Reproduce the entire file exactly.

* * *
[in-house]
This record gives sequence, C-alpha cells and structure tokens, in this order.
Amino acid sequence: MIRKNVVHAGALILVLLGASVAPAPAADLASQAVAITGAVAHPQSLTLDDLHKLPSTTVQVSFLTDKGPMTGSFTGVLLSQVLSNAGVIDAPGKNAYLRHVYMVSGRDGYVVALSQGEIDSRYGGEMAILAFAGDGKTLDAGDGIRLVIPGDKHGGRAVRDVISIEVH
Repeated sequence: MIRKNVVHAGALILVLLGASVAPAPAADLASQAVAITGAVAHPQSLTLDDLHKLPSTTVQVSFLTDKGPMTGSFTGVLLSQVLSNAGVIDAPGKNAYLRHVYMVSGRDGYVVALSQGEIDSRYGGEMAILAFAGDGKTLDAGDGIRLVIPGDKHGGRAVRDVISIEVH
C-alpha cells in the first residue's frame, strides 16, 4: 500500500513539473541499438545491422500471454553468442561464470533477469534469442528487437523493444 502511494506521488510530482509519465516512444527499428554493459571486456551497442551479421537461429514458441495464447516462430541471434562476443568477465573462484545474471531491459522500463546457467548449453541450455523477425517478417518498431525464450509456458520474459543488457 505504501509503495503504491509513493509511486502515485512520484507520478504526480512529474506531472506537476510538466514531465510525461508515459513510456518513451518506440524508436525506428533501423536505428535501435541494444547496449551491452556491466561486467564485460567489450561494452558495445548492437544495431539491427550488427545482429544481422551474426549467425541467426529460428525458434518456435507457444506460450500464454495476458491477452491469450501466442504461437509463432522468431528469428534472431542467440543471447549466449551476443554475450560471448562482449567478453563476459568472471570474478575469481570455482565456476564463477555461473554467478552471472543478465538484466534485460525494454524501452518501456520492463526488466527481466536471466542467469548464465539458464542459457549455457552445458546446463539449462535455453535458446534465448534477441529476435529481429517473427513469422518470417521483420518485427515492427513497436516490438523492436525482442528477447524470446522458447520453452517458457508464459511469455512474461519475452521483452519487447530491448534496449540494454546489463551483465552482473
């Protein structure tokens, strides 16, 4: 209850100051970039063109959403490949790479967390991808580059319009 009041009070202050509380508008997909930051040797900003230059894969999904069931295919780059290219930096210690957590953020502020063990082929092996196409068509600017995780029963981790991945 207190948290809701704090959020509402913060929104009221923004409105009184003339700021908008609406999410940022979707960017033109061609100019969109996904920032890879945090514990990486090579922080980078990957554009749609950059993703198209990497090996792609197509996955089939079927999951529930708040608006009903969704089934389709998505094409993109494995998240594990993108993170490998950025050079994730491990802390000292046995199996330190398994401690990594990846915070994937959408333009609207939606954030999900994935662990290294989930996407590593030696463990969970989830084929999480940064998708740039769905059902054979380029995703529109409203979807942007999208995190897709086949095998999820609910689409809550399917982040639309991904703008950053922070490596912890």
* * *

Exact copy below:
[in-house]
This record gives sequence, C-alpha cells and structure tokens, in this order.
Amino acid sequence: MIRKNVVHAGALILVLLGASVAPAPAADLASQAVAITGAVAHPQSLTLDDLHKLPSTTVQVSFLTDKGPMTGSFTGVLLSQVLSNAGVIDAPGKNAYLRHVYMVSGRDGYVVALSQGEIDSRYGGEMAILAFAGDGKTLDAGDGIRLVIPGDKHGGRAVRDVISIEVH
Repeated sequence: MIRKNVVHAGALILVLLGASVAPAPAADLASQAVAITGAVAHPQSLTLDDLHKLPSTTVQVSFLTDKGPMTGSFTGVLLSQVLSNAGVIDAPGKNAYLRHVYMVSGRDGYVVALSQGEIDSRYGGEMAILAFAGDGKTLDAGDGIRLVIPGDKHGGRAVRDVISIEVH
C-alpha cells in the first residue's frame, strides 16, 4: 500500500513539473541499438545491422500471454553468442561464470533477469534469442528487437523493444 502511494506521488510530482509519465516512444527499428554493459571486456551497442551479421537461429514458441495464447516462430541471434562476443568477465573462484545474471531491459522500463546457467548449453541450455523477425517478417518498431525464450509456458520474459543488457 505504501509503495503504491509513493509511486502515485512520484507520478504526480512529474506531472506537476510538466514531465510525461508515459513510456518513451518506440524508436525506428533501423536505428535501435541494444547496449551491452556491466561486467564485460567489450561494452558495445548492437544495431539491427550488427545482429544481422551474426549467425541467426529460428525458434518456435507457444506460450500464454495476458491477452491469450501466442504461437509463432522468431528469428534472431542467440543471447549466449551476443554475450560471448562482449567478453563476459568472471570474478575469481570455482565456476564463477555461473554467478552471472543478465538484466534485460525494454524501452518501456520492463526488466527481466536471466542467469548464465539458464542459457549455457552445458546446463539449462535455453535458446534465448534477441529476435529481429517473427513469422518470417521483420518485427515492427513497436516490438523492436525482442528477447524470446522458447520453452517458457508464459511469455512474461519475452521483452519487447530491448534496449540494454546489463551483465552482473
């Protein structure tokens, strides 16, 4: 209850100051970039063109959403490949790479967390991808580059319009 009041009070202050509380508008997909930051040797900003230059894969999904069931295919780059290219930096210690957590953020502020063990082929092996196409068509600017995780029963981790991945 207190948290809701704090959020509402913060929104009221923004409105009184003339700021908008609406999410940022979707960017033109061609100019969109996904920032890879945090514990990486090579922080980078990957554009749609950059993703198209990497090996792609197509996955089939079927999951529930708040608006009903969704089934389709998505094409993109494995998240594990993108993170490998950025050079994730491990802390000292046995199996330190398994401690990594990846915070994937959408333009609207939606954030999900994935662990290294989930996407590593030696463990969970989830084929999480940064998708740039769905059902054979380029995703529109409203979807942007999208995190897709086949095998999820609910689409809550399917982040639309991904703008950053922070490596912890």